This chore of loading manure was performed many times in the past with the same equipment, however the manure pile and manure spreader may have been in different locations than we observed. At the time of the incident the victim may have had a heavier load of manure, or it may have been lop-sided, or perhaps the loader was in a higher position, or he was backing up at a higher speed, or driving over a more sloping spot in the barnyard, or a combination of these factors. The farmer had worked several times under these same hazardous conditions, however this time the tractor rolled over.
The tractor was over 30 years old and had liquid-filled rear tires, although we could not determine the degree of filling. It was equipped with a factory made front-end loader which was in reasonably good condition, although there was some play in the linkage to the tractor. There were no apparent environmental factors contributing to this accident and the barnyard surface was not muddy or wet. The victim had no reason to be in a hurry, nor were there any contributing medical conditions.
Both legs of the victim were on one side of the tractor indicating he made an attempt to escape while it was turning over. The victim was crushed underneath the seat and 3-point hitch of the tractor. There was no rollover protective structure (ROPS) installed. The victim was found approximately 2 hours after the occurrence, and he was obviously dead when his wife found him at 12:30 P.M. Photographs were taken of the accident scene when rescue workers arrived, before the tractor was pulled off the victim. There was no eye witness to this fatal incident.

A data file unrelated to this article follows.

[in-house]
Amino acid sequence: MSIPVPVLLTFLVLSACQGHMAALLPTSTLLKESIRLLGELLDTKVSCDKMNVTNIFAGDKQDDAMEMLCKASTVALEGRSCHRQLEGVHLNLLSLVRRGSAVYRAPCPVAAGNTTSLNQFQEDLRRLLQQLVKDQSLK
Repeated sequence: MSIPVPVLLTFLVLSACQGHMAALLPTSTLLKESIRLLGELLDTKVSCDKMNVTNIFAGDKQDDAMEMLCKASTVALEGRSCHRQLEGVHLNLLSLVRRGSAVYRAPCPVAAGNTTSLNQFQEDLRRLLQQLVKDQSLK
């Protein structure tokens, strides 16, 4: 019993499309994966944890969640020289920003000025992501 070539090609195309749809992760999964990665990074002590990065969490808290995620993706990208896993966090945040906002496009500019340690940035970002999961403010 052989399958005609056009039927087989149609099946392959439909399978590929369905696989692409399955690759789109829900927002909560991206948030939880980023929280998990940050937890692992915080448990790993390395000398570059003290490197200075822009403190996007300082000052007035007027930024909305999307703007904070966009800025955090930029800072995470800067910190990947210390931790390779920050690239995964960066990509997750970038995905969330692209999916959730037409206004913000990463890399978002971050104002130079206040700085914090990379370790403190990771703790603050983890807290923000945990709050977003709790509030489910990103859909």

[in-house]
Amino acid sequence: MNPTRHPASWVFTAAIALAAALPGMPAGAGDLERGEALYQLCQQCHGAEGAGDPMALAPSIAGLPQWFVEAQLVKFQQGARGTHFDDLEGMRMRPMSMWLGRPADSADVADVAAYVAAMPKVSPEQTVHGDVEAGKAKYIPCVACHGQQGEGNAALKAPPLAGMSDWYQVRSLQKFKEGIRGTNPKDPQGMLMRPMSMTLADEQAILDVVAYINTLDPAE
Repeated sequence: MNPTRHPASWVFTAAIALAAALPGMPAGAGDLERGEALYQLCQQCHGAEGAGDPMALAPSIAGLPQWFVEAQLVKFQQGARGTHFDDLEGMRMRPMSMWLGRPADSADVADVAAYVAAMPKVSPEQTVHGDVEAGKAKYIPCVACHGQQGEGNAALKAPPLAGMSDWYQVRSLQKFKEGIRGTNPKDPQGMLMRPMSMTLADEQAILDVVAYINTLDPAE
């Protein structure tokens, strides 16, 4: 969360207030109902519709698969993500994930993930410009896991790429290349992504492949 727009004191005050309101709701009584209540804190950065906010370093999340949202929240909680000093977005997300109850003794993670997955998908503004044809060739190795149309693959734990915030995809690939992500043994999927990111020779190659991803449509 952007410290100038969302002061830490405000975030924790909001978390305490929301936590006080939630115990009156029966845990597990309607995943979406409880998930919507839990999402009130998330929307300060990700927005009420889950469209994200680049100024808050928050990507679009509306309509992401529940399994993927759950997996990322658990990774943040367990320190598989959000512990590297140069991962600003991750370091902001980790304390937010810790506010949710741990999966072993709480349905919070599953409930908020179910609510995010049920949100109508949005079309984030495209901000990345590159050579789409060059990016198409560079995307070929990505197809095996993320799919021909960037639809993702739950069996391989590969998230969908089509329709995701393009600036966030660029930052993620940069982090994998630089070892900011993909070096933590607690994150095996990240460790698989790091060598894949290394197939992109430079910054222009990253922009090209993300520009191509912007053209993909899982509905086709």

Based on the photographs and observations on site, we determined the following to be contributing factors:
- The tractor was backing up and turning. The gear was in reverse, the steering wheel being slightly turned to the left, and skid marks were visible on the left tire.
- The operator was coming close to the position where he would stop, switch gears and drive forward, turning downhill towards the manure spreader.
- At this turning point the ground was sloping, and the tractor was perpendicular to the hill.